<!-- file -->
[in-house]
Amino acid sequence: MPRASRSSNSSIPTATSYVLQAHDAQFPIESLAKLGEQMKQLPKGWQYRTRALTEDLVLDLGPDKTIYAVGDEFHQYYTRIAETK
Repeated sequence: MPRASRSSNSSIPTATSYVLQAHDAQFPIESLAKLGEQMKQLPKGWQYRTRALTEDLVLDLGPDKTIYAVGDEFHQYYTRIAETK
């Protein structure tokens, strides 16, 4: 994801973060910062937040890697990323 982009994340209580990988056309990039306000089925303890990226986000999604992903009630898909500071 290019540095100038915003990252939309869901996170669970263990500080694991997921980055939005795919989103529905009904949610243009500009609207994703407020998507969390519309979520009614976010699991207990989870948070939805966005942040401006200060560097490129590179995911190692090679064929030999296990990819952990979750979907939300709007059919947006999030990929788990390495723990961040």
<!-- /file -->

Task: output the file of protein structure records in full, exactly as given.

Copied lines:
[in-house]
Amino acid sequence: MPRASRSSNSSIPTATSYVLQAHDAQFPIESLAKLGEQMKQLPKGWQYRTRALTEDLVLDLGPDKTIYAVGDEFHQYYTRIAETK
Repeated sequence: MPRASRSSNSSIPTATSYVLQAHDAQFPIESLAKLGEQMKQLPKGWQYRTRALTEDLVLDLGPDKTIYAVGDEFHQYYTRIAETK
């Protein structure tokens, strides 16, 4: 994801973060910062937040890697990323 982009994340209580990988056309990039306000089925303890990226986000999604992903009630898909500071 290019540095100038915003990252939309869901996170669970263990500080694991997921980055939005795919989103529905009904949610243009500009609207994703407020998507969390519309979520009614976010699991207990989870948070939805966005942040401006200060560097490129590179995911190692090679064929030999296990990819952990979750979907939300709007059919947006999030990929788990390495723990961040």